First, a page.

ISRAEL’S RELIGIOUS POLITICAL PARTIES worked for months to pass new religious legislation requiring convenience stores and groceries to close on the Sabbath. Few pieces of proposed legislation have caused more problems for the government of Prime Minister Benjamin Netanyahu and his secular and centrist Likud party.
What’s known as the minimarkets law (or supermarkets bill) deadlocked the Knesset for weeks. Shas, Israel’s ultra-Orthodox party for Sephardic Jews, threatened to topple the government if these bills were not immediately passed.
Israel’s religious politicians weren’t always so divisive, so why start now? My research on the political behaviour of Israel’s Jewish religious leaders suggests that these extreme religious bills are symptoms of the growing internal divisiveness and increasingly empowered “extreme” factions since the death of previous leaders.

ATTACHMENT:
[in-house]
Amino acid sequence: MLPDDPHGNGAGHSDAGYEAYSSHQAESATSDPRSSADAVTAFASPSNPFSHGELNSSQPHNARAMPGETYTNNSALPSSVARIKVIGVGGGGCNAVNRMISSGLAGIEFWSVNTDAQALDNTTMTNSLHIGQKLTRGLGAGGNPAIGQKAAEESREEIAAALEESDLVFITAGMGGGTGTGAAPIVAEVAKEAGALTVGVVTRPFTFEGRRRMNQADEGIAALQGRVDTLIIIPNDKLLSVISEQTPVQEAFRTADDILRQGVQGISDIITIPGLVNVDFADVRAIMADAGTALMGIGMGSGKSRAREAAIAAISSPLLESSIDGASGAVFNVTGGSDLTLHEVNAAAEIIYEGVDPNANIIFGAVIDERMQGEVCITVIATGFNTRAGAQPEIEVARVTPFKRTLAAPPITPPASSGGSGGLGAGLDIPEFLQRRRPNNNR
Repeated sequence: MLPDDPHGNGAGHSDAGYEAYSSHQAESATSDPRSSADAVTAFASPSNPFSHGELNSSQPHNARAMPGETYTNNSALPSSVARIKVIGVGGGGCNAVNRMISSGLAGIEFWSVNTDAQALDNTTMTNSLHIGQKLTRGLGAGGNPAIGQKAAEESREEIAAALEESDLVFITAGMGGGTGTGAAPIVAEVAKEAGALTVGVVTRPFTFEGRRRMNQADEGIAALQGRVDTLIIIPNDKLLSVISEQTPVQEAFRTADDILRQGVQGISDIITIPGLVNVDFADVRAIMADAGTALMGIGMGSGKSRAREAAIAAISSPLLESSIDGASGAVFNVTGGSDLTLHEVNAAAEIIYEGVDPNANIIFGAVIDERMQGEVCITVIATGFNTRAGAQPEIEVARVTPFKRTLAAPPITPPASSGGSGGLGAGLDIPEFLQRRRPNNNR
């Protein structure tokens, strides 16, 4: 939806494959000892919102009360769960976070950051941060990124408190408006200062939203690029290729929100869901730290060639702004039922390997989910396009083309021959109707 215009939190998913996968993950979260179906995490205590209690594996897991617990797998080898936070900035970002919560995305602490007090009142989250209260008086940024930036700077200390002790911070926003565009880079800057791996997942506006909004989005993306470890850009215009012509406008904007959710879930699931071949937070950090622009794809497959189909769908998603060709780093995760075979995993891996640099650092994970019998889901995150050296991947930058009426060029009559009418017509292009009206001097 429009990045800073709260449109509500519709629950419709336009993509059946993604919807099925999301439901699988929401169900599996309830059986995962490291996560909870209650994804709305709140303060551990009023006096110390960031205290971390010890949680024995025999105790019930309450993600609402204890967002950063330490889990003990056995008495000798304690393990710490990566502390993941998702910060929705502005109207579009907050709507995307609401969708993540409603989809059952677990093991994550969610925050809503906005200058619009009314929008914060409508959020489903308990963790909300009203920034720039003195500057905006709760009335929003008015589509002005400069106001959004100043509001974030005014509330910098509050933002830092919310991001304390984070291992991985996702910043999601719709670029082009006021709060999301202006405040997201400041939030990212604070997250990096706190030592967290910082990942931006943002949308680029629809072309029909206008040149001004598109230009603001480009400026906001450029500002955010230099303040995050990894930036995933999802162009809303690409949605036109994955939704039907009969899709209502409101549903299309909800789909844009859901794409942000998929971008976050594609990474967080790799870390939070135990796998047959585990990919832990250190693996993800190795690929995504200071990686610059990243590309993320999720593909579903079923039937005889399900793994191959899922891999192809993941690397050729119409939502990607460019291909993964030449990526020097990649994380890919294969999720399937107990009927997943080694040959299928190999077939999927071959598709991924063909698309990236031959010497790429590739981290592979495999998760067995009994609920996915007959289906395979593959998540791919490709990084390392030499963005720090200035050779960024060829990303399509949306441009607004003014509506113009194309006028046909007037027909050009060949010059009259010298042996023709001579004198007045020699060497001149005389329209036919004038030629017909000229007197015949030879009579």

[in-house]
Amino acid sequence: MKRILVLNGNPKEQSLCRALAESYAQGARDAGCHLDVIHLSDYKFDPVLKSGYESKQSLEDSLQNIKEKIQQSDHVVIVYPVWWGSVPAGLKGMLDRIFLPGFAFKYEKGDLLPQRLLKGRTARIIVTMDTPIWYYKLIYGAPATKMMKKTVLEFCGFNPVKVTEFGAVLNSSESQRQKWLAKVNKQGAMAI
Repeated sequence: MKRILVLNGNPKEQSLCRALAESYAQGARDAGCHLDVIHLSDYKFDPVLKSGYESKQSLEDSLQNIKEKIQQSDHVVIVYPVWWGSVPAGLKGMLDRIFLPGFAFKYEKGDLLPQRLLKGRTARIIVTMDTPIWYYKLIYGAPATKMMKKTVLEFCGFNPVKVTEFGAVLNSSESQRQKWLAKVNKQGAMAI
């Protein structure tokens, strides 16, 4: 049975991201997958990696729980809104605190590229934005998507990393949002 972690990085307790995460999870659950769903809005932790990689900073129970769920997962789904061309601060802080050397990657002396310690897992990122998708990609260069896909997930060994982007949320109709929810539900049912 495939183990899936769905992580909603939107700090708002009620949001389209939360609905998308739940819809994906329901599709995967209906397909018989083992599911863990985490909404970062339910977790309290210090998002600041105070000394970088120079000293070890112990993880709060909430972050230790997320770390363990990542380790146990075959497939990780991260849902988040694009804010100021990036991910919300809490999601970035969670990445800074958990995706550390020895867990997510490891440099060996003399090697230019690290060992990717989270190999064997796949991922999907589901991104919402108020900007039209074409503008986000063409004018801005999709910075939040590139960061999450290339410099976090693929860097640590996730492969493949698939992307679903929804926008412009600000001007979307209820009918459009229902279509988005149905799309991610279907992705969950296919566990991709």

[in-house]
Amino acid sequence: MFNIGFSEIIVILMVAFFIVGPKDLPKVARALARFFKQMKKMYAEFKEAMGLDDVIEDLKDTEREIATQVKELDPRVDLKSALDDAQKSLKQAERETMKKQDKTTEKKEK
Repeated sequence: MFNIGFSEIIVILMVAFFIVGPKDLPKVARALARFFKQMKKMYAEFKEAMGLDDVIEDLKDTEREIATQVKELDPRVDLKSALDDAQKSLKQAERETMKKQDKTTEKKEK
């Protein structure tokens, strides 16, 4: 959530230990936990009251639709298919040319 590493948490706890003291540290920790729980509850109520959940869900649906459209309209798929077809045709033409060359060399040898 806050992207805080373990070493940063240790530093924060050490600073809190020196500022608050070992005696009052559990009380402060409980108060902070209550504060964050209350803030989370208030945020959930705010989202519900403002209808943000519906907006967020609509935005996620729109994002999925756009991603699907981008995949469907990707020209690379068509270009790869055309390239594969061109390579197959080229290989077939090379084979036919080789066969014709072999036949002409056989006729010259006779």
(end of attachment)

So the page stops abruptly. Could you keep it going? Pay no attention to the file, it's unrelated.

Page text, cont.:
Just a few months ago, members of the religious parties, including Shas, were quick to point out that there has never been a better government for them. Money to yeshivot (religious schools) had reached a record high. Previous legislation passed by the secular Yesh Atid party when the religious parties were in the opposition had been overturned.
Now, these same parties were threatening early elections if these bills were not passed. What changed? I argue that these extreme religious bills are symptoms of the growing internal divisiveness affecting religious leadership in Israel.
Deaths of powerful and politically moderate religious leaders such as Rabbi Aharon Yehuda Leib Shteinman, Rabbi Yosef Shalom Elyashiv and Rav Ovadia Yosef created a leadership vacuum in which more extreme factions have emerged. These new leaders oppose the old religious status quo reached by moderates at a time when the religious political parties possessed little power.
FULL STORY Why are Israel’s religious parties suddenly so influential? (Washington Post)
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